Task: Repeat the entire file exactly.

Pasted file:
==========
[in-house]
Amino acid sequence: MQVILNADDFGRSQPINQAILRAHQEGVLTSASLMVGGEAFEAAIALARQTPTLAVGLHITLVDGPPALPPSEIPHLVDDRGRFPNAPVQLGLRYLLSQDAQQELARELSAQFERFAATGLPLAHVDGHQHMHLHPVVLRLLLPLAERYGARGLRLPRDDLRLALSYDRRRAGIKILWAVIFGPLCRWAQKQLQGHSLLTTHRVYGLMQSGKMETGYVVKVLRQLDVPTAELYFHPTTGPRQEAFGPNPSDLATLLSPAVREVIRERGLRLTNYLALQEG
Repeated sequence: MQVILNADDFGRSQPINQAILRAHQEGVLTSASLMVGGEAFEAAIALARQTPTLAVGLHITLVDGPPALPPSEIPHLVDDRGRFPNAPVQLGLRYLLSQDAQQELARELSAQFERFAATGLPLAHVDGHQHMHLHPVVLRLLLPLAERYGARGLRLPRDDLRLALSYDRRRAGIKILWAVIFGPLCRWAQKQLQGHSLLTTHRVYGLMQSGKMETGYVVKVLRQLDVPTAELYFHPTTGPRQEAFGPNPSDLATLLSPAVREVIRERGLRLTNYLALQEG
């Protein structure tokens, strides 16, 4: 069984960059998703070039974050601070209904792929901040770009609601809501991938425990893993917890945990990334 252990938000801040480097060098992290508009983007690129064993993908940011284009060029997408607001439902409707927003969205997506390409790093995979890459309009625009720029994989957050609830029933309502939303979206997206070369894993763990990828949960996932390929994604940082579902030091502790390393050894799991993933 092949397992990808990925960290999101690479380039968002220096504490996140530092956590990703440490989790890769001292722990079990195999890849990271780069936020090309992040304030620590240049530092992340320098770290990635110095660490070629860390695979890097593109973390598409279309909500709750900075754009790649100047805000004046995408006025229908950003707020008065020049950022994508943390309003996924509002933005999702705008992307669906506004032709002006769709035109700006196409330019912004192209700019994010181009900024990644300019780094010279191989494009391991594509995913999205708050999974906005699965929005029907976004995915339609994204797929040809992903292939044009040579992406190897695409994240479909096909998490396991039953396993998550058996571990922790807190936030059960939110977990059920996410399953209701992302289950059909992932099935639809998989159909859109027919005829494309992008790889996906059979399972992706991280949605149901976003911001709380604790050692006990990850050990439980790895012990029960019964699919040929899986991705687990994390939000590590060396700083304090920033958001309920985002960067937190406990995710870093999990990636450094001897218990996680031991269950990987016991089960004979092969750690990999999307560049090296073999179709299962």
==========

[in-house]
Amino acid sequence: MQVILNADDFGRSQPINQAILRAHQEGVLTSASLMVGGEAFEAAIALARQTPTLAVGLHITLVDGPPALPPSEIPHLVDDRGRFPNAPVQLGLRYLLSQDAQQELARELSAQFERFAATGLPLAHVDGHQHMHLHPVVLRLLLPLAERYGARGLRLPRDDLRLALSYDRRRAGIKILWAVIFGPLCRWAQKQLQGHSLLTTHRVYGLMQSGKMETGYVVKVLRQLDVPTAELYFHPTTGPRQEAFGPNPSDLATLLSPAVREVIRERGLRLTNYLALQEG
Repeated sequence: MQVILNADDFGRSQPINQAILRAHQEGVLTSASLMVGGEAFEAAIALARQTPTLAVGLHITLVDGPPALPPSEIPHLVDDRGRFPNAPVQLGLRYLLSQDAQQELARELSAQFERFAATGLPLAHVDGHQHMHLHPVVLRLLLPLAERYGARGLRLPRDDLRLALSYDRRRAGIKILWAVIFGPLCRWAQKQLQGHSLLTTHRVYGLMQSGKMETGYVVKVLRQLDVPTAELYFHPTTGPRQEAFGPNPSDLATLLSPAVREVIRERGLRLTNYLALQEG
């Protein structure tokens, strides 16, 4: 069984960059998703070039974050601070209904792929901040770009609601809501991938425990893993917890945990990334 252990938000801040480097060098992290508009983007690129064993993908940011284009060029997408607001439902409707927003969205997506390409790093995979890459309009625009720029994989957050609830029933309502939303979206997206070369894993763990990828949960996932390929994604940082579902030091502790390393050894799991993933 092949397992990808990925960290999101690479380039968002220096504490996140530092956590990703440490989790890769001292722990079990195999890849990271780069936020090309992040304030620590240049530092992340320098770290990635110095660490070629860390695979890097593109973390598409279309909500709750900075754009790649100047805000004046995408006025229908950003707020008065020049950022994508943390309003996924509002933005999702705008992307669906506004032709002006769709035109700006196409330019912004192209700019994010181009900024990644300019780094010279191989494009391991594509995913999205708050999974906005699965929005029907976004995915339609994204797929040809992903292939044009040579992406190897695409994240479909096909998490396991039953396993998550058996571990922790807190936030059960939110977990059920996410399953209701992302289950059909992932099935639809998989159909859109027919005829494309992008790889996906059979399972992706991280949605149901976003911001709380604790050692006990990850050990439980790895012990029960019964699919040929899986991705687990994390939000590590060396700083304090920033958001309920985002960067937190406990995710870093999990990636450094001897218990996680031991269950990987016991089960004979092969750690990999999307560049090296073999179709299962």